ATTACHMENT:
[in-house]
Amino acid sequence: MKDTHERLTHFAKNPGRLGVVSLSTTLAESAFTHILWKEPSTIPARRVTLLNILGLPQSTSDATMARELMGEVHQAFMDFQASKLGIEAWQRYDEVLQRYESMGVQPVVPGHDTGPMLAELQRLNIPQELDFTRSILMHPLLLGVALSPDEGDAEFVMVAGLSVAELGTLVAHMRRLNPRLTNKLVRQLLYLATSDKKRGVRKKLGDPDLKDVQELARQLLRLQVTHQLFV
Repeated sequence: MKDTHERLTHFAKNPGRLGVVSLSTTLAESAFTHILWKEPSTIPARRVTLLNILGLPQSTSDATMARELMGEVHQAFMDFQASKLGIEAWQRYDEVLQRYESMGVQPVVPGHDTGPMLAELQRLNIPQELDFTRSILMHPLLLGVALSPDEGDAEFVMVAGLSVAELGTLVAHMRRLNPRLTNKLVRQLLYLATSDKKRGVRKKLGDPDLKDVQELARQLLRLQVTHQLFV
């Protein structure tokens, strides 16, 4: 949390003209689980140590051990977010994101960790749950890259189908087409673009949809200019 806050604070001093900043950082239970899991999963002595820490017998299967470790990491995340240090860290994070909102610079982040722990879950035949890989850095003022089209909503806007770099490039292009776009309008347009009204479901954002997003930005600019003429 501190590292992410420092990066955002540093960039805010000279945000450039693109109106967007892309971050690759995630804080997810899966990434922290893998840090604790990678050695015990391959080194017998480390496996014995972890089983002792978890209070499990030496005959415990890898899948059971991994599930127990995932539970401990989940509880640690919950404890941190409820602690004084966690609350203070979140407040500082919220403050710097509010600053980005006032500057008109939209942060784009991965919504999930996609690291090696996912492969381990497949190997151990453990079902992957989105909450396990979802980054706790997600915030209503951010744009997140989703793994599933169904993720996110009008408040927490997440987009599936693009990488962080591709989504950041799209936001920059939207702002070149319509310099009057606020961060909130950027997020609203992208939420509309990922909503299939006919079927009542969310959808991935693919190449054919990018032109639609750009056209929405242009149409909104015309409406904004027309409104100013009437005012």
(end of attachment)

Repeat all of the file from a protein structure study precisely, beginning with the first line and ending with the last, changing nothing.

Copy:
[in-house]
Amino acid sequence: MKDTHERLTHFAKNPGRLGVVSLSTTLAESAFTHILWKEPSTIPARRVTLLNILGLPQSTSDATMARELMGEVHQAFMDFQASKLGIEAWQRYDEVLQRYESMGVQPVVPGHDTGPMLAELQRLNIPQELDFTRSILMHPLLLGVALSPDEGDAEFVMVAGLSVAELGTLVAHMRRLNPRLTNKLVRQLLYLATSDKKRGVRKKLGDPDLKDVQELARQLLRLQVTHQLFV
Repeated sequence: MKDTHERLTHFAKNPGRLGVVSLSTTLAESAFTHILWKEPSTIPARRVTLLNILGLPQSTSDATMARELMGEVHQAFMDFQASKLGIEAWQRYDEVLQRYESMGVQPVVPGHDTGPMLAELQRLNIPQELDFTRSILMHPLLLGVALSPDEGDAEFVMVAGLSVAELGTLVAHMRRLNPRLTNKLVRQLLYLATSDKKRGVRKKLGDPDLKDVQELARQLLRLQVTHQLFV
């Protein structure tokens, strides 16, 4: 949390003209689980140590051990977010994101960790749950890259189908087409673009949809200019 806050604070001093900043950082239970899991999963002595820490017998299967470790990491995340240090860290994070909102610079982040722990879950035949890989850095003022089209909503806007770099490039292009776009309008347009009204479901954002997003930005600019003429 501190590292992410420092990066955002540093960039805010000279945000450039693109109106967007892309971050690759995630804080997810899966990434922290893998840090604790990678050695015990391959080194017998480390496996014995972890089983002792978890209070499990030496005959415990890898899948059971991994599930127990995932539970401990989940509880640690919950404890941190409820602690004084966690609350203070979140407040500082919220403050710097509010600053980005006032500057008109939209942060784009991965919504999930996609690291090696996912492969381990497949190997151990453990079902992957989105909450396990979802980054706790997600915030209503951010744009997140989703793994599933169904993720996110009008408040927490997440987009599936693009990488962080591709989504950041799209936001920059939207702002070149319509310099009057606020961060909130950027997020609203992208939420509309990922909503299939006919079927009542969310959808991935693919190449054919990018032109639609750009056209929405242009149409909104015309409406904004027309409104100013009437005012």